"The Calm Is Ending": This Is Where Options Predict The Biggest Volatility For 2018

2017 was a great year for bulls and vol sellers: so good, in fact, that cross-asset volatility dropped to never before seen levels while making millionaires out of former Target managers who "sell vol for a living", while the Dow Jones Industrial Average ETF (DIA) posted one of the best volatility adjusted returns last year of the ETFs in Goldman's universe, closing +28% (S&P500 +22%) on a realized vol of 7%, in line with the S&P500.

However, according to a just released report by Goldman's derivatives strategists Katherine Fogarty and John Marshall, the clam appears to be ending, and the options market is now pricing in higher volatility in the fund as well as in junk bonds, the S&P 500, consumer and tech stocks.

asd

Meanwhile Gold, E&P, and Biotech stocks are pockets of the market where option investors expect a similar level of volatility in 2018 as seen last year.

asd

Some more details from Goldman:

  • What parts of the market do option investors expect to make n bigger moves in 2018? Coming off extremely low realized volatility in 2017, the options market is broadly bracing for a pickup in volatility this year. At the ETF level, the options market is most focused on the potential for volatility to move higher in Index, High Yield, Consumer and Tech stocks.
  • Where do options investors expect volatility to be more consistent with 2017? Gold, E&P, and Biotech stocks are pockets of the market where options investors expect a similar level of volatility in 2018 as seen last year.
  • Where do options markets expect the biggest moves to come from in 2018? While the option markets are generally taking a more conservative stance on the cadence of volatility for high volatility assets in 2018, they are still expecting the biggest moves to come from Gold (GDXJ +/-27%), Oil (OIH +/-23%) and E&P Stocks (XOP +/-23%). At the stock level, while option investors are positioning for the average stock in the S&P500 to trade +/-22% over the next 12 months, they are expecting certain stocks to realize double or more this volatility:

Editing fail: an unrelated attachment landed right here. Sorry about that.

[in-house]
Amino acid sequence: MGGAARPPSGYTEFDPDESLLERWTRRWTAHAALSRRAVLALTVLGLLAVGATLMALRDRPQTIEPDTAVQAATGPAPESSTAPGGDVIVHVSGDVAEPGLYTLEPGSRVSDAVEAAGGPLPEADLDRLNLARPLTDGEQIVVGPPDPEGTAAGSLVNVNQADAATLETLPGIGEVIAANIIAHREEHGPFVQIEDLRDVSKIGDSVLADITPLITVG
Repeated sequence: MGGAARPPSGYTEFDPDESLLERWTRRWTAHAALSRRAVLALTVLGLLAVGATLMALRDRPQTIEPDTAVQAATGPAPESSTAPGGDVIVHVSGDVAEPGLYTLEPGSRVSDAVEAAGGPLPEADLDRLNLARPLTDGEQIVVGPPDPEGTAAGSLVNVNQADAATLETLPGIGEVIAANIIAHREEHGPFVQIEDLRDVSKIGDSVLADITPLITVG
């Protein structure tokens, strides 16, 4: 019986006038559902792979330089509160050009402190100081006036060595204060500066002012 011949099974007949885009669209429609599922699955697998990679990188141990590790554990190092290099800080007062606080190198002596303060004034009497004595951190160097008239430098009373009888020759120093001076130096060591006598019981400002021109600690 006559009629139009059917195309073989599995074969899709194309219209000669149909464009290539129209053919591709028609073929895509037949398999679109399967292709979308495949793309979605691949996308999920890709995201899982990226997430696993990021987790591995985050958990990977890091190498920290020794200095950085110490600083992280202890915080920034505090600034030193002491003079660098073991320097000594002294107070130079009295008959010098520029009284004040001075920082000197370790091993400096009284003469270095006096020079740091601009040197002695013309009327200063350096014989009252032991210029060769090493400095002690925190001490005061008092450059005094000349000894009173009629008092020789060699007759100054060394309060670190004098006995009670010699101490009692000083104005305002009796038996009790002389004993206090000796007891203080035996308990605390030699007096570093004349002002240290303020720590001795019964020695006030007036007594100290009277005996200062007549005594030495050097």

What does this relative skew mean in terms of bullish or bearish directionality: here is Goldman's answer:

  • Where are option investors positioned BULLISH for 2018? Option investors are pricing in an unusually low premium for puts relative to calls in Oil (OIH), Staples (XLP), E&Ps (XOP) and Financials (XLF). This suggests they are less worried about downside risks and positioned for further upside potential this year.
  • Where are option investors positioned BEARISH for 2018? Option investors are paying an unusually high premium for out of the money puts in High Yield (HYG) and S&P500 (SPY) relative to calls. We note the higher skew in popular  hedging instruments (HYG and SPY) could be a sign that investors are increasing their portfolio hedges given the low volatility environment.

Directional bias aside, according to Goldman's calculations, this is where the options market expects the biggest ETF moves in 2018: Index vol as well as High Yield, Consumer and Technology vol in 2018, and as Goldman adds, "coming off of a very low base of volatility realized in 2017, it’s notable that the options market is pricing in elevated volatility levels for 2018 for the vast majority of the US ETFs we monitor." Some more details:

Here are the 4 key categories where Goldman sees abnormal volatility going forward:

  • The Dow Jones Industrial Average ETF (DIA) returned 28% last year (on realized vol of 7) yet the options market is pricing in that the ETF generates less than half of the return in 2018 on double the volatility (11% / 14.3%, respectively).
  • High Yield option investors are also pricing in elevated volatility potential, as well as high level of concern, as suggested by elevated normalized put-call skew levels across tenors. As an example, iShares iBoxx $ High Yield Corporate Bond ETF (HYG) returned 6% last year on a realized volatility of 4. The options market is pricing in the potential for the ETF to trade up or down 7% by January 2019 expiration on a realized vol of 7, double the realized volatility of 2017. A similar setup is seen in the SPDR Barclays High Yield Bond ETF (JNK).
  • Consumer Discretionary ETF investors are also positioning for higher volatility in 2018. XLY returned 23% in 2017 on a realized volatility of 8%, generating among the highest Sharpe ratios in our universe. Option investors are pricing in that the XLY returns +/-13% by January 2019, yet realizes a volatility that is 73% higher than what we saw in 2017.
  • Options on Technology focused ETF QQQ and the Technology Select Sector SPDR Fund (XLK) are both pricing in the potential to return substantially less returns in 2018 than in 2017 yet the options market is expecting higher volatility for both. January 2019 $160 straddles for QQQ cost 14%, suggesting the options market is pricing in the potential for the QQQ to close up or down by this amount by expiration. This is substantially less than the 33% return that QQQ posted in 2017 on a realized vol of 10%.

To summarize: "Option investors are pricing in BULLISH views in Energy, Staples, and Financials, but BEARISH High Yield and S&P500. We look to skew as a measure of sentiment, and compare 1yr skew today to levels seen over the past five years."

asd